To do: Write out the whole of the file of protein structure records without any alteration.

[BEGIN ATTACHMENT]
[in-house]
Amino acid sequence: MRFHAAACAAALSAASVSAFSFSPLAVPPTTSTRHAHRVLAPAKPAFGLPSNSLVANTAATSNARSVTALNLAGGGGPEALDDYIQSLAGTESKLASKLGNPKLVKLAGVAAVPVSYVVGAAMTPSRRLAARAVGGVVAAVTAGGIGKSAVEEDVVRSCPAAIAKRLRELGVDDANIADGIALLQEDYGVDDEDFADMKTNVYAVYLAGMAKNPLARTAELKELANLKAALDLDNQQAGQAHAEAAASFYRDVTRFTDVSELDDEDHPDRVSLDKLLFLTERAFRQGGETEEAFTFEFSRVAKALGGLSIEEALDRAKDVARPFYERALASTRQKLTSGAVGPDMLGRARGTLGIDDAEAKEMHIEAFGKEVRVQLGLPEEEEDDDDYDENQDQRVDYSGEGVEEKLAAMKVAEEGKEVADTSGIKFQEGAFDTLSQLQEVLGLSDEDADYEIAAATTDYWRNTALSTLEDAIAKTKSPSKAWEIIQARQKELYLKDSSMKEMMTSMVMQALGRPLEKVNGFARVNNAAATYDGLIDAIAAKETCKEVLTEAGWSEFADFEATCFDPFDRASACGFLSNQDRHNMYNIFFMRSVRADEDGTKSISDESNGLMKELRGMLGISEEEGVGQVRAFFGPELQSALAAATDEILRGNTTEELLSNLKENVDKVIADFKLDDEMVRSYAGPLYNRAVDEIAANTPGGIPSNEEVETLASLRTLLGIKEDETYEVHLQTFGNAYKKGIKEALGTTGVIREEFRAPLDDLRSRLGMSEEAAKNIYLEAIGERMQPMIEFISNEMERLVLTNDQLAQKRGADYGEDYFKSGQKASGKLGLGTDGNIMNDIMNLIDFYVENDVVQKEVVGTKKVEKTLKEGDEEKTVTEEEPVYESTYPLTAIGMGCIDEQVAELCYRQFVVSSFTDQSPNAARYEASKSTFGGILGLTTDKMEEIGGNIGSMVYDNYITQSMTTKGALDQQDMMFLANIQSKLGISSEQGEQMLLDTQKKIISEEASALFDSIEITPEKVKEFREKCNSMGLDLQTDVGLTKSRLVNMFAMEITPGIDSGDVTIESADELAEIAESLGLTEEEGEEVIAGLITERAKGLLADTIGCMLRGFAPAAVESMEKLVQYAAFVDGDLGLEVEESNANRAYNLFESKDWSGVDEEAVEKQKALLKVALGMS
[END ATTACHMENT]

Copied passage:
[in-house]
Amino acid sequence: MRFHAAACAAALSAASVSAFSFSPLAVPPTTSTRHAHRVLAPAKPAFGLPSNSLVANTAATSNARSVTALNLAGGGGPEALDDYIQSLAGTESKLASKLGNPKLVKLAGVAAVPVSYVVGAAMTPSRRLAARAVGGVVAAVTAGGIGKSAVEEDVVRSCPAAIAKRLRELGVDDANIADGIALLQEDYGVDDEDFADMKTNVYAVYLAGMAKNPLARTAELKELANLKAALDLDNQQAGQAHAEAAASFYRDVTRFTDVSELDDEDHPDRVSLDKLLFLTERAFRQGGETEEAFTFEFSRVAKALGGLSIEEALDRAKDVARPFYERALASTRQKLTSGAVGPDMLGRARGTLGIDDAEAKEMHIEAFGKEVRVQLGLPEEEEDDDDYDENQDQRVDYSGEGVEEKLAAMKVAEEGKEVADTSGIKFQEGAFDTLSQLQEVLGLSDEDADYEIAAATTDYWRNTALSTLEDAIAKTKSPSKAWEIIQARQKELYLKDSSMKEMMTSMVMQALGRPLEKVNGFARVNNAAATYDGLIDAIAAKETCKEVLTEAGWSEFADFEATCFDPFDRASACGFLSNQDRHNMYNIFFMRSVRADEDGTKSISDESNGLMKELRGMLGISEEEGVGQVRAFFGPELQSALAAATDEILRGNTTEELLSNLKENVDKVIADFKLDDEMVRSYAGPLYNRAVDEIAANTPGGIPSNEEVETLASLRTLLGIKEDETYEVHLQTFGNAYKKGIKEALGTTGVIREEFRAPLDDLRSRLGMSEEAAKNIYLEAIGERMQPMIEFISNEMERLVLTNDQLAQKRGADYGEDYFKSGQKASGKLGLGTDGNIMNDIMNLIDFYVENDVVQKEVVGTKKVEKTLKEGDEEKTVTEEEPVYESTYPLTAIGMGCIDEQVAELCYRQFVVSSFTDQSPNAARYEASKSTFGGILGLTTDKMEEIGGNIGSMVYDNYITQSMTTKGALDQQDMMFLANIQSKLGISSEQGEQMLLDTQKKIISEEASALFDSIEITPEKVKEFREKCNSMGLDLQTDVGLTKSRLVNMFAMEITPGIDSGDVTIESADELAEIAESLGLTEEEGEEVIAGLITERAKGLLADTIGCMLRGFAPAAVESMEKLVQYAAFVDGDLGLEVEESNANRAYNLFESKDWSGVDEEAVEKQKALLKVALGMS